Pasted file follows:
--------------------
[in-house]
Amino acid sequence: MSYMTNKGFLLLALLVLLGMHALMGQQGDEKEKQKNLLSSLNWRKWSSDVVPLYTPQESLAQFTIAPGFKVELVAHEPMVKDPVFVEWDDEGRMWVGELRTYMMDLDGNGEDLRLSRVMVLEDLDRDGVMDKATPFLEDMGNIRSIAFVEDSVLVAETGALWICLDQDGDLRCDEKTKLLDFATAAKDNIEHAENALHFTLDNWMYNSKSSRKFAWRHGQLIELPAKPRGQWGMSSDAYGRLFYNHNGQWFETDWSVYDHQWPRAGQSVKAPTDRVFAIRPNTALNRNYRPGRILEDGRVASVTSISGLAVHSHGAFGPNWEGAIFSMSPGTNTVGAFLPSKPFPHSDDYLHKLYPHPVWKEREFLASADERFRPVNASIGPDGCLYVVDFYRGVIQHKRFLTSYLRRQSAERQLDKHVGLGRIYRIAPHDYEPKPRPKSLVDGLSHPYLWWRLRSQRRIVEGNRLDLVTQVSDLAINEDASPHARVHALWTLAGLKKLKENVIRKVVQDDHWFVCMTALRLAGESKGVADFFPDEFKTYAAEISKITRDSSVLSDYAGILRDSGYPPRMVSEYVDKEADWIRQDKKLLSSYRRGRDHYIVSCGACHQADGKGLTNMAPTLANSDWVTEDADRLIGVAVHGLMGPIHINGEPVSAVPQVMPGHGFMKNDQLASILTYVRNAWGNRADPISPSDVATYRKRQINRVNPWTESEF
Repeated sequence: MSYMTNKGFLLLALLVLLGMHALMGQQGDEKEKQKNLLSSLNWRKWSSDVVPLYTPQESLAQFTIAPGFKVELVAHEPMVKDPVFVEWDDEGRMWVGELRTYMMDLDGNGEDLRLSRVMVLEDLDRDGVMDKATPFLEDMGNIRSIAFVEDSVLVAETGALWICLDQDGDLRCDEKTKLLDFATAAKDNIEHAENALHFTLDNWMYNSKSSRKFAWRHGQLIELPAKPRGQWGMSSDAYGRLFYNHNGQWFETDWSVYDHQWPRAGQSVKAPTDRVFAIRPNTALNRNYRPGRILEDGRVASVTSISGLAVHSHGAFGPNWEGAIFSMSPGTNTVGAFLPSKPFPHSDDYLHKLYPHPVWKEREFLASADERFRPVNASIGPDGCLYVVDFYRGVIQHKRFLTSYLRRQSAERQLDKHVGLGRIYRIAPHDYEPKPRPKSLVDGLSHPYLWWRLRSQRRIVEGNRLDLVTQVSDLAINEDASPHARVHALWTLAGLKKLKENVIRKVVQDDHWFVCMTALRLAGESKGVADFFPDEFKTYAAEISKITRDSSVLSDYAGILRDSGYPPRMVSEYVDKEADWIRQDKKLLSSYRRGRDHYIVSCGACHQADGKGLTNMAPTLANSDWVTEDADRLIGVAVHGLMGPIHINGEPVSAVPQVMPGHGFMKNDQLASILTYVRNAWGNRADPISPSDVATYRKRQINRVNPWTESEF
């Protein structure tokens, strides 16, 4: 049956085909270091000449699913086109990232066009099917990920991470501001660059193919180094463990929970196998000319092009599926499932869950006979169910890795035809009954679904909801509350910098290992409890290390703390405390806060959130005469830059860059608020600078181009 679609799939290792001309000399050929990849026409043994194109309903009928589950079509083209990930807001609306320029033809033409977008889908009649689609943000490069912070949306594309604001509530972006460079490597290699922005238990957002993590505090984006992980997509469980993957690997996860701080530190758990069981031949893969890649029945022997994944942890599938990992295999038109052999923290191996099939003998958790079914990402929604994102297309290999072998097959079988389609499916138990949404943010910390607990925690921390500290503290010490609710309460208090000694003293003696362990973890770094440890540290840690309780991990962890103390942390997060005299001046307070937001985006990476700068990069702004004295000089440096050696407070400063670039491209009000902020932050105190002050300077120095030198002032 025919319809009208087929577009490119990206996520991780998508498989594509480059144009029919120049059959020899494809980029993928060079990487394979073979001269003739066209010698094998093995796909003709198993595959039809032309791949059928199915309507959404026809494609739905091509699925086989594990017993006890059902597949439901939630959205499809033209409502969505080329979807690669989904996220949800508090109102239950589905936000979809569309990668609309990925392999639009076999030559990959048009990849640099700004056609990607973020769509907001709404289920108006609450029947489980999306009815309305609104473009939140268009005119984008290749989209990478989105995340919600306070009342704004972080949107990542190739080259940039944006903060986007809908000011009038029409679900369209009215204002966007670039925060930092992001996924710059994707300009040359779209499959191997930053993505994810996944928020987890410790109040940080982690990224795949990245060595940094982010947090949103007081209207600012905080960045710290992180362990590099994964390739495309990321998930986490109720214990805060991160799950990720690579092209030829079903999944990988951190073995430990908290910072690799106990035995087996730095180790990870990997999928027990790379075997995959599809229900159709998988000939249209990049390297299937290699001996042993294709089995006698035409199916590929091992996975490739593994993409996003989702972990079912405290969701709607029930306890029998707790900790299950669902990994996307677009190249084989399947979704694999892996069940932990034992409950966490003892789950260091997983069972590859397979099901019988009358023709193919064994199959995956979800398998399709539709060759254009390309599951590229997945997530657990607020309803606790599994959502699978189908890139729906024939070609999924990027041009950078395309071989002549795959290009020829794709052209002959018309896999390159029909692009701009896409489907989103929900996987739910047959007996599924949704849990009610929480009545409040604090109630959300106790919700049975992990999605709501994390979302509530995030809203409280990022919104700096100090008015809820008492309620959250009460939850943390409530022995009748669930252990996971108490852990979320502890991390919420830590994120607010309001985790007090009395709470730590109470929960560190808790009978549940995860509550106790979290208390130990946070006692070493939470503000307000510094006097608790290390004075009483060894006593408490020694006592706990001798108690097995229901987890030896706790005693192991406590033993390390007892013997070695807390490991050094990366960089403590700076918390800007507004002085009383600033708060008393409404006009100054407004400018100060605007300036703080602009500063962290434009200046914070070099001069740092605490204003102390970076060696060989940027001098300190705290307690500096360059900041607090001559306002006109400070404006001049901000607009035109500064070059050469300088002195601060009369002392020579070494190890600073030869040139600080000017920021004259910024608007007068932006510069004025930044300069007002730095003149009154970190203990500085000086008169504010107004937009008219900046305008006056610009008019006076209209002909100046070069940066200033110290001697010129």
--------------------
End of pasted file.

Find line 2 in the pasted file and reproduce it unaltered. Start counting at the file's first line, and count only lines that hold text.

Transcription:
Amino acid sequence: MSYMTNKGFLLLALLVLLGMHALMGQQGDEKEKQKNLLSSLNWRKWSSDVVPLYTPQESLAQFTIAPGFKVELVAHEPMVKDPVFVEWDDEGRMWVGELRTYMMDLDGNGEDLRLSRVMVLEDLDRDGVMDKATPFLEDMGNIRSIAFVEDSVLVAETGALWICLDQDGDLRCDEKTKLLDFATAAKDNIEHAENALHFTLDNWMYNSKSSRKFAWRHGQLIELPAKPRGQWGMSSDAYGRLFYNHNGQWFETDWSVYDHQWPRAGQSVKAPTDRVFAIRPNTALNRNYRPGRILEDGRVASVTSISGLAVHSHGAFGPNWEGAIFSMSPGTNTVGAFLPSKPFPHSDDYLHKLYPHPVWKEREFLASADERFRPVNASIGPDGCLYVVDFYRGVIQHKRFLTSYLRRQSAERQLDKHVGLGRIYRIAPHDYEPKPRPKSLVDGLSHPYLWWRLRSQRRIVEGNRLDLVTQVSDLAINEDASPHARVHALWTLAGLKKLKENVIRKVVQDDHWFVCMTALRLAGESKGVADFFPDEFKTYAAEISKITRDSSVLSDYAGILRDSGYPPRMVSEYVDKEADWIRQDKKLLSSYRRGRDHYIVSCGACHQADGKGLTNMAPTLANSDWVTEDADRLIGVAVHGLMGPIHINGEPVSAVPQVMPGHGFMKNDQLASILTYVRNAWGNRADPISPSDVATYRKRQINRVNPWTESEF